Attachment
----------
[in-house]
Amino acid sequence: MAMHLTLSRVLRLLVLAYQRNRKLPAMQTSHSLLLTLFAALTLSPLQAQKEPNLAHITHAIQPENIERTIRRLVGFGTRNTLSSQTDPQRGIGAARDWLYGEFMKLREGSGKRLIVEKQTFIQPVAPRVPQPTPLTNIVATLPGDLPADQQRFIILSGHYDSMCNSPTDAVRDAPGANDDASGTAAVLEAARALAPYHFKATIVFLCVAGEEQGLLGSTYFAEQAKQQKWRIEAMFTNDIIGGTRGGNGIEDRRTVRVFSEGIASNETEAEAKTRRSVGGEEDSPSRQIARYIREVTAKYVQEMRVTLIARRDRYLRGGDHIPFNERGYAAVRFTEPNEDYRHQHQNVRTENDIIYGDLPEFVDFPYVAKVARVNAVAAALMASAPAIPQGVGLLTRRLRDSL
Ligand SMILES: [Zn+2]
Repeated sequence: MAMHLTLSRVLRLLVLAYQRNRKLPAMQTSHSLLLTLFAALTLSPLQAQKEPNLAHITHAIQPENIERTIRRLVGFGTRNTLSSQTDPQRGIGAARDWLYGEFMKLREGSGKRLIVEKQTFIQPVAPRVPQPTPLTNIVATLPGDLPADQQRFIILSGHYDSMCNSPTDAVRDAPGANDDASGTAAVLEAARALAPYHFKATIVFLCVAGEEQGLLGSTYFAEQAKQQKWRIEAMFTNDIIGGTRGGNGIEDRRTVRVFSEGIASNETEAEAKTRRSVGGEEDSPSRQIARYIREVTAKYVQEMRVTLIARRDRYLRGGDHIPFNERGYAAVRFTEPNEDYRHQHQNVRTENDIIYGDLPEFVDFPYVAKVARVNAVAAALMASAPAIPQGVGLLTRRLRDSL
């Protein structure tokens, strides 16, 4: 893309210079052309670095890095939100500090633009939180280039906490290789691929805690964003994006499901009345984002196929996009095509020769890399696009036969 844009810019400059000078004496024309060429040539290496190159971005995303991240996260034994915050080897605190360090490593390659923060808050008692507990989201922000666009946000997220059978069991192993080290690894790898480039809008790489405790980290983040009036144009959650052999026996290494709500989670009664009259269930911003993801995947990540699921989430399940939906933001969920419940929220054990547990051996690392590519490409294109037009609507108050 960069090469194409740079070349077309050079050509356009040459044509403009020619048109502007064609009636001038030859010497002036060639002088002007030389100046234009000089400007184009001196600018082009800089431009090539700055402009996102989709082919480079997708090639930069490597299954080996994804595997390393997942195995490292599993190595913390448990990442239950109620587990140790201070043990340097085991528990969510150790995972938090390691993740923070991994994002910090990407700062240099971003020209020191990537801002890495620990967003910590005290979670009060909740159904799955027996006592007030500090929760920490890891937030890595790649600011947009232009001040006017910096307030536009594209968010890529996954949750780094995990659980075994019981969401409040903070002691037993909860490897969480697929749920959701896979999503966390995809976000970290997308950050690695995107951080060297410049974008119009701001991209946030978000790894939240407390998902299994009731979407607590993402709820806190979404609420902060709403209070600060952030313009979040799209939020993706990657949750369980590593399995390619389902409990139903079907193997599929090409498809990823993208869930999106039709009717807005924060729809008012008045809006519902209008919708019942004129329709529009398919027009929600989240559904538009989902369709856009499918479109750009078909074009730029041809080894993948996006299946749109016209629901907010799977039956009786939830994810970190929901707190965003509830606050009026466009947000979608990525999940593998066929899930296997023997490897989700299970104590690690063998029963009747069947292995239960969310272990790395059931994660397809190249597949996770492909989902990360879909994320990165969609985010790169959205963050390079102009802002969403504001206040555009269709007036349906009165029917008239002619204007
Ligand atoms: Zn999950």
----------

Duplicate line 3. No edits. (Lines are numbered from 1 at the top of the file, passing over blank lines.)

Ligand SMILES: [Zn+2]